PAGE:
Backing-Dumb Question! - The Horse Forum
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post #1 of 15 Old 11-18-2009, 07:13 PM Thread Starter
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Backing-Dumb Question!

My mare Daizy doesnt back up will.
She will take one step back, but i am useing the bridle and the halter for her to back up. She backs up fine when i am just walking her around (not on her back)
so how do i teach her to back up?

Melanie&&Daizy
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post #2 of 15 Old 11-18-2009, 07:26 PM
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Does she know the 'back' command? When you do it on the ground does she respond to BACK or do you have to pull on the halter?

If she doesn't know what BACK means, you need to teach it to her - on the ground first. When you can back her on the ground without having to pull on her halter, then try it undersaddle. Apply a little pressure through your hands and say BACK. It may not be pretty at first buuut the important part is her LISTENING. If she takes ONE step back, release and praise her, and continue doing that (asking her to take more and more steps back as you make progress).
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post #3 of 15 Old 11-18-2009, 07:44 PM Thread Starter
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Thanks kmdstar, no she doesn;t know the word back.

Melanie&&Daizy
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post #4 of 15 Old 11-18-2009, 07:47 PM
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Originally Posted by SeeinSpotz View Post
Thanks kmdstar, no she doesn;t know the word back.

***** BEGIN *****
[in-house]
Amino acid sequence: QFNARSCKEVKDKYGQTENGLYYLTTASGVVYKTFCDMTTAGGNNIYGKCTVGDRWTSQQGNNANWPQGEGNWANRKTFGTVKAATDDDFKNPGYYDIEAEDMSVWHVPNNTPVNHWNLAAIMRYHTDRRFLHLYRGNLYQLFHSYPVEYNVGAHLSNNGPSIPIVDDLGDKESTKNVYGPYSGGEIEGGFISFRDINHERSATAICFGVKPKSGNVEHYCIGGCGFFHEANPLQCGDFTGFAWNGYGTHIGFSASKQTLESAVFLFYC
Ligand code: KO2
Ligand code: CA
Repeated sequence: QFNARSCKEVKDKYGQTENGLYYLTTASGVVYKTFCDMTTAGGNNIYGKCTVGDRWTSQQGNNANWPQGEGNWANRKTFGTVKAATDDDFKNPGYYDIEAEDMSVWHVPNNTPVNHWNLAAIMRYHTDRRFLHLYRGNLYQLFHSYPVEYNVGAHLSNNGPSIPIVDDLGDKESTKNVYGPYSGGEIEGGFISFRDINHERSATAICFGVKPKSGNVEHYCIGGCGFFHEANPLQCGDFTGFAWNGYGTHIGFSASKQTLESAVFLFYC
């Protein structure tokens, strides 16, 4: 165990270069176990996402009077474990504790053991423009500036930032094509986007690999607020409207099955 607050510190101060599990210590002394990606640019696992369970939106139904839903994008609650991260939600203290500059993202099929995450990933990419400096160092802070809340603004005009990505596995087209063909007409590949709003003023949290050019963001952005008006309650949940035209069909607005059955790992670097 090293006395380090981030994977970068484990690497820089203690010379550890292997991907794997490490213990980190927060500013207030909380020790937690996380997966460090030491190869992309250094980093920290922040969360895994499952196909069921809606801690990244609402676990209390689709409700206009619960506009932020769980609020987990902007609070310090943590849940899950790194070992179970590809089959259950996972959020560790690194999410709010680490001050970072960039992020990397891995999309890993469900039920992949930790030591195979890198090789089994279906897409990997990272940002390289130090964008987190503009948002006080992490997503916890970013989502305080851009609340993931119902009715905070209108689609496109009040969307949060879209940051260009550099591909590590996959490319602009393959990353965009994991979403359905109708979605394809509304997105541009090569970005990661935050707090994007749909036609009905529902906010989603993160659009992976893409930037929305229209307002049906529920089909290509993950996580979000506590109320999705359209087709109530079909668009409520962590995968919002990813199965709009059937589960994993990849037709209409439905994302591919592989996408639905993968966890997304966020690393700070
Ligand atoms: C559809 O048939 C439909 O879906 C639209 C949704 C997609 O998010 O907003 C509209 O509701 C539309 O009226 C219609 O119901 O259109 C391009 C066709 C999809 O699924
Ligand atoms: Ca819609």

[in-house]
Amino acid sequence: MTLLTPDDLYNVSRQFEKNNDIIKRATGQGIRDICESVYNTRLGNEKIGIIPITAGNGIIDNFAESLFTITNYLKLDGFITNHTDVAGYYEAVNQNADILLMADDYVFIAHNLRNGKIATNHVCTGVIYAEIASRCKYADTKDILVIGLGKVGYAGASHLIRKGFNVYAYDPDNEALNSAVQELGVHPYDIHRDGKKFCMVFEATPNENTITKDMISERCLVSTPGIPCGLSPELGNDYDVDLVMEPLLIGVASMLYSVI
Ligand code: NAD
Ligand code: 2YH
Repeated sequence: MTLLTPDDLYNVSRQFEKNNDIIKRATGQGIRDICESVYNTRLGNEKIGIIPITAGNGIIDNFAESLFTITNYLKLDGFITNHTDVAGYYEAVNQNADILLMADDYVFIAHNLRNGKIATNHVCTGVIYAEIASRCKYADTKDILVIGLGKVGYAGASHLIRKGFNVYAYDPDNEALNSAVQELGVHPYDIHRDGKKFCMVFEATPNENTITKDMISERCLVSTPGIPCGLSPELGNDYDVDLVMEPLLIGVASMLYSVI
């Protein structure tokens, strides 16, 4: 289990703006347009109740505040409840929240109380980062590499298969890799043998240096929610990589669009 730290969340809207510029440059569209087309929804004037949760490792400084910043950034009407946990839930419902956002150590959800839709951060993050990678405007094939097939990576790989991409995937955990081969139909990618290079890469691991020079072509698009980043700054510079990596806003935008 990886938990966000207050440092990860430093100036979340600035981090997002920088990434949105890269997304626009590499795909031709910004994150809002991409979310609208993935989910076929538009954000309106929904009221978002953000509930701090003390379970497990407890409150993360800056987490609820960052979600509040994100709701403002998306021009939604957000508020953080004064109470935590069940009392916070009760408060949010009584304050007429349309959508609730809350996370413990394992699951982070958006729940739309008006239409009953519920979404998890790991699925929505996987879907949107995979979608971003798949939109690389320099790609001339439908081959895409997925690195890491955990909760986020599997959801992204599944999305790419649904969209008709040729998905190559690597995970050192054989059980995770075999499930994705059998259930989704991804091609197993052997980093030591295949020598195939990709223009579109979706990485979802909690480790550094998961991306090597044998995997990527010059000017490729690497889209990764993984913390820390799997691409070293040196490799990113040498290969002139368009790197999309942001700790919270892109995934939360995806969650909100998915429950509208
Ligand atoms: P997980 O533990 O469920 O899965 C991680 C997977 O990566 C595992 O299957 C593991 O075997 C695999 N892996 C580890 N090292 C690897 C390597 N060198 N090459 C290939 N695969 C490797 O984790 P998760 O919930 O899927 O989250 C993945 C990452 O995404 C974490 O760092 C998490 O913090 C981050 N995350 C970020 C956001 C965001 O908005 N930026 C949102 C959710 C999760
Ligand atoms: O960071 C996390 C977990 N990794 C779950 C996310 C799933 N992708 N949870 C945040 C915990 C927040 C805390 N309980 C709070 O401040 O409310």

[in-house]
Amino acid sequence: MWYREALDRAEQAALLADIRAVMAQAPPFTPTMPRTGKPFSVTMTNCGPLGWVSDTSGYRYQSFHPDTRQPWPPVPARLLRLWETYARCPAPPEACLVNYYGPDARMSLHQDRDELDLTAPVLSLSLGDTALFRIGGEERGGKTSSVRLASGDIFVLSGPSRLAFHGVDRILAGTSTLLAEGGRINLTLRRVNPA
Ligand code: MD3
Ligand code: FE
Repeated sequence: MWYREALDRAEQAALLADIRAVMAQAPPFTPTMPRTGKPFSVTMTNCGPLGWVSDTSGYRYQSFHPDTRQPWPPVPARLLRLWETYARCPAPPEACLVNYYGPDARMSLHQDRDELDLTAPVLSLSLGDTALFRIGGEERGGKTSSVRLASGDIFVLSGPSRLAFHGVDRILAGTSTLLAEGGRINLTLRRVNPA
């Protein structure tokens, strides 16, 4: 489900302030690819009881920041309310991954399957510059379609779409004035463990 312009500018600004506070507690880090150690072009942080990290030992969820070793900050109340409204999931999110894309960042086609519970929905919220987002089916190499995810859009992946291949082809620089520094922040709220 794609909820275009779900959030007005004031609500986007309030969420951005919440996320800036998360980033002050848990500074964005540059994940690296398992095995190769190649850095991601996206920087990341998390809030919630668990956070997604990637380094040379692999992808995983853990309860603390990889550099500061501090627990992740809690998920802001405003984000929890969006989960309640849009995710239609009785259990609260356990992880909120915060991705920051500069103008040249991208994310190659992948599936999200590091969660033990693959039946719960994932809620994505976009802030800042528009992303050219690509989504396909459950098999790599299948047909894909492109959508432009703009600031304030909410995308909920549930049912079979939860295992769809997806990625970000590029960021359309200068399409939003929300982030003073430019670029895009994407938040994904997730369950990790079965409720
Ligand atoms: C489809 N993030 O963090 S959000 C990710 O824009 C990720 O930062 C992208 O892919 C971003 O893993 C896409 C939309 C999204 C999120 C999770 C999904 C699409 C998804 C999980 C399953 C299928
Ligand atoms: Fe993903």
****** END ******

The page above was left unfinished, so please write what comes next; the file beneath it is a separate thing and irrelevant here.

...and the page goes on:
My mare didn't back well until I taught her the command BACK. It helped ALOT
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post #5 of 15 Old 11-18-2009, 07:57 PM
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Backing is just forward in a rearward direction. I say the word back, jiggle my reins and touch his flanks with my spurs to ask him to move. Since my hands are fixed he can't go forward so he moves in reverse.
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post #6 of 15 Old 11-18-2009, 08:14 PM
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Originally Posted by RiosDad View Post
Backing is just forward in a rearward direction. I say the word back, jiggle my reins and touch his flanks with my spurs to ask him to move. Since my hands are fixed he can't go forward so he moves in reverse.

I wouldn't put my leg all the way back on their flanks, I'd think that would make them want to buck? I only move my leg a weeee bit back from my regular leg position and squeeze with a little pressure, add pressure through my hands and say BACK.

I don't know about your horse but I don't think very many horses would tolerate spurs to their flanks.

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post #7 of 15 Old 11-18-2009, 08:39 PM
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I was taught to lean back, feet forward and wiggle back on the reins. The motion is pretty much the same as a stop. For practice, every time you whoa, make her take a few steps back.